fn (PRNG) i64_in_range #

fn (mut rng PRNG) i64_in_range(min i64, max i64) ?i64

i64_in_range returns a pseudorandom i64 in range [min, max).

fn (PRNG) f32 #

fn (mut rng PRNG) f32() f32

f32 returns a pseudorandom f32 value in range [0, 1).

fn (PRNG) f64 #

fn (mut rng PRNG) f64() f64

f64 returns a pseudorandom f64 value in range [0, 1).

fn (PRNG) f32n #

fn (mut rng PRNG) f32n(max f32) ?f32

f32n returns a pseudorandom f32 value in range [0, max].

fn (PRNG) f64n #

fn (mut rng PRNG) f64n(max f64) ?f64

f64n returns a pseudorandom f64 value in range [0, max].

fn (PRNG) f32_in_range #

fn (mut rng PRNG) f32_in_range(min f32, max f32) ?f32

f32_in_range returns a pseudorandom f32 in range [min, max].

fn (PRNG) f64_in_range #

fn (mut rng PRNG) f64_in_range(min f64, max f64) ?f64

i64_in_range returns a pseudorandom i64 in range [min, max].

fn (PRNG) ulid #

fn (mut rng PRNG) ulid() string

ulid generates an Unique Lexicographically sortable IDentifier.
See https://github.com/ulid/spec .
Note: ULIDs can leak timing information, if you make them public, because you can infer the rate at which some resource is being created, like users or business transactions.
(https://news.ycombinator.com/item?id=14526173)

fn (PRNG) ulid_at_millisecond #

fn (mut rng PRNG) ulid_at_millisecond(unix_time_milli u64) string

ulid_at_millisecond does the same as ulid but takes a custom Unix millisecond timestamp via unix_time_milli.

fn (PRNG) string_from_set #

fn (mut rng PRNG) string_from_set(charset string, len int) string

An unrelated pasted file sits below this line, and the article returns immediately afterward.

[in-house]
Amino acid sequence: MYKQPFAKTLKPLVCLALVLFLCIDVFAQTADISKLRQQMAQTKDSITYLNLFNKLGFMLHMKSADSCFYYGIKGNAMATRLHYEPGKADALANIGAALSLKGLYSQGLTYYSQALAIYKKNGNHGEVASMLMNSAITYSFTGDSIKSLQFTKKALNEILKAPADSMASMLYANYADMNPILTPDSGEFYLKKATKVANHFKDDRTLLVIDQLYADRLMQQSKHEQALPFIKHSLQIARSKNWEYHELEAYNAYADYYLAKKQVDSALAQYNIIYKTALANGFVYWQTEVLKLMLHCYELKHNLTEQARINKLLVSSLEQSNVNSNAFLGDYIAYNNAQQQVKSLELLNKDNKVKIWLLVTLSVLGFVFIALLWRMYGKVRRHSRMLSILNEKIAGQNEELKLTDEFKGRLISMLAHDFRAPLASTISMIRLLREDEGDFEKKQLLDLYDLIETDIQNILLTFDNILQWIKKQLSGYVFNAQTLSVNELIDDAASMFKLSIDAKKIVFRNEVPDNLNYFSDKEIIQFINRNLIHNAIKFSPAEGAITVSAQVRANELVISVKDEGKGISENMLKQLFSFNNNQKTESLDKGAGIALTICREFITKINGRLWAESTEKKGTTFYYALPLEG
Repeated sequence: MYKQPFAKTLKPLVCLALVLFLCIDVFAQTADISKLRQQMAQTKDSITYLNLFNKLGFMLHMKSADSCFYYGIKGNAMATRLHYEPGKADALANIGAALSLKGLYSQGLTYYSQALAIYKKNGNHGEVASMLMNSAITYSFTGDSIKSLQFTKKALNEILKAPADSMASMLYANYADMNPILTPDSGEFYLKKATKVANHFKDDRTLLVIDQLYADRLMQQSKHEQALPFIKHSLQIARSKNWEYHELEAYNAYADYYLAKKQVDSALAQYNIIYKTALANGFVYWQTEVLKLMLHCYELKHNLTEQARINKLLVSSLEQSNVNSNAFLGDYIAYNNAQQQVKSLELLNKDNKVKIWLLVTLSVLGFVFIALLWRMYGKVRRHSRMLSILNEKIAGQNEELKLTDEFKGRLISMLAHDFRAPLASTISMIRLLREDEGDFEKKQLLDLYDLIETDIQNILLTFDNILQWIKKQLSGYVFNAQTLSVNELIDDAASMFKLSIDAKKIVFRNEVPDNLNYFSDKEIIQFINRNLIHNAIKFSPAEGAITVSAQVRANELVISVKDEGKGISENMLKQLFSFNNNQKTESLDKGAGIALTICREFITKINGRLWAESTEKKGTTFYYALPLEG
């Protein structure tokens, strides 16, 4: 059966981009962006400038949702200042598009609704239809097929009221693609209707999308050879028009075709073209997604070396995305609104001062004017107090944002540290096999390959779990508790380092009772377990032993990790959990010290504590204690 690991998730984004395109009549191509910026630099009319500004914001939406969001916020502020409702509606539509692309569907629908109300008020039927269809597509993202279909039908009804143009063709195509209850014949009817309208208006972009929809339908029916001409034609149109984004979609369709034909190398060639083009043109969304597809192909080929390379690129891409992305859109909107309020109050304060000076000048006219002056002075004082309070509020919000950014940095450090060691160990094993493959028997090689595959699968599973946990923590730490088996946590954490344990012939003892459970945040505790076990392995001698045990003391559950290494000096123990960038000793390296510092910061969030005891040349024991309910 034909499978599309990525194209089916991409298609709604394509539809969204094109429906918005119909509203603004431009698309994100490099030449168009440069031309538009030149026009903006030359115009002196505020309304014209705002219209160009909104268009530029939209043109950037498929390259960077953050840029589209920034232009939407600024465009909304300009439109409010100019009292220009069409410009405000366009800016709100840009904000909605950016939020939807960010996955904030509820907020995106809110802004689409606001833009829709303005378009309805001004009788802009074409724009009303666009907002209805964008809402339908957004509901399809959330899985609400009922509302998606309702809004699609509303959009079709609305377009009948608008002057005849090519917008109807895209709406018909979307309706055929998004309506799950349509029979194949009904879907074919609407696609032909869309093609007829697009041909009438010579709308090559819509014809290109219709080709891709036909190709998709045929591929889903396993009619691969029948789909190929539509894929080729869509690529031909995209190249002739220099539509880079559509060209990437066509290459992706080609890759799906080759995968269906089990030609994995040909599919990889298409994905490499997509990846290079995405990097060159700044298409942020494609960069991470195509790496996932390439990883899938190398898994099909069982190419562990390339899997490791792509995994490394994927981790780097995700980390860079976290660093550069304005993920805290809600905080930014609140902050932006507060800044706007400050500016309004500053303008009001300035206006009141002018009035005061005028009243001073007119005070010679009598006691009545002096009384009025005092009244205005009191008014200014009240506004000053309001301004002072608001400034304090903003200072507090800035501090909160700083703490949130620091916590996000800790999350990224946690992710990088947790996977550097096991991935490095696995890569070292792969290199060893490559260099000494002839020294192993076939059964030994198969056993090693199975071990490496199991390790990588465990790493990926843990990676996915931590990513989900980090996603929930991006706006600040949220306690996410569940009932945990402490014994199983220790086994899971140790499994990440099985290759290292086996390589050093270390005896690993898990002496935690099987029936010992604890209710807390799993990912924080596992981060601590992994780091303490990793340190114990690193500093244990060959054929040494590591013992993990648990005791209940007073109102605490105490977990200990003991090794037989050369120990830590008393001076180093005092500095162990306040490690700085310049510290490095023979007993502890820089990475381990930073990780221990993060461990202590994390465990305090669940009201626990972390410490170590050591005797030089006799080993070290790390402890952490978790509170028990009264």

string_from_set returns a string of length len containing random characters sampled from the given charset

fn (PRNG) string #

fn (mut rng PRNG) string(len int) string

string returns a string of length len containing random characters in range [a-zA-Z].

fn (PRNG) hex #

fn (mut rng PRNG) hex(len int) string

hex returns a hexadecimal number of length len containing random characters in range [a-f0-9].

fn (PRNG) ascii #

fn (mut rng PRNG) ascii(len int) string

ascii returns a random string of the printable ASCII characters with length len.

fn (PRNG) bernoulli #

fn (mut rng PRNG) bernoulli(p f64) ?bool

bernoulli returns true with a probability p. Note that 0 <= p <= 1.

fn (PRNG) normal #

fn (mut rng PRNG) normal(conf config.NormalConfigStruct) ?f64

normal returns a normally distributed pseudorandom f64 in range [0, 1).
NOTE: Use normal_pair() instead if you're generating a lot of normal variates.

fn (PRNG) normal_pair #

fn (mut rng PRNG) normal_pair(conf config.NormalConfigStruct) ?(f64, f64)

normal_pair returns a pair of normally distributed pseudorandom f64 in range [0, 1).

fn (PRNG) binomial #

fn (mut rng PRNG) binomial(n int, p f64) ?int

binomial returns the number of successful trials out of n when the probability of success for each trial is p.

fn (PRNG) exponential #

fn (mut rng PRNG) exponential(lambda f64) f64

exponential returns an exponentially distributed random number with the rate paremeter lambda. It is expected that lambda is positive.

fn (PRNG) shuffle #

fn (mut rng PRNG) shuffle<T>(mut a []T, config config.ShuffleConfigStruct) ?

shuffle randomly permutates the elements in a. The range for shuffling is optional and the entire array is shuffled by default. Leave the end as 0 to shuffle all elements until the end.

fn (PRNG) shuffle_clone #

fn (mut rng PRNG) shuffle_clone<T>(a []T, config config.ShuffleConfigStruct) ?[]T

shuffle_clone returns a random permutation of the elements in a.
The permutation is done on a fresh clone of a, so a remains unchanged.

fn (PRNG) choose #

fn (mut rng PRNG) choose<T>(array []T, k int) ?[]T

choose samples k elements from the array without replacement.
This means the indices cannot repeat and it restricts the sample size to be less than or equal to the size of the given array.
Note that if the array has repeating elements, then the sample may have repeats as well.

fn (PRNG) sample #

fn (mut rng PRNG) sample<T>(array []T, k int) []T

sample samples k elements from the array with replacement.
This means the elements can repeat and the size of the sample may exceed the size of the array.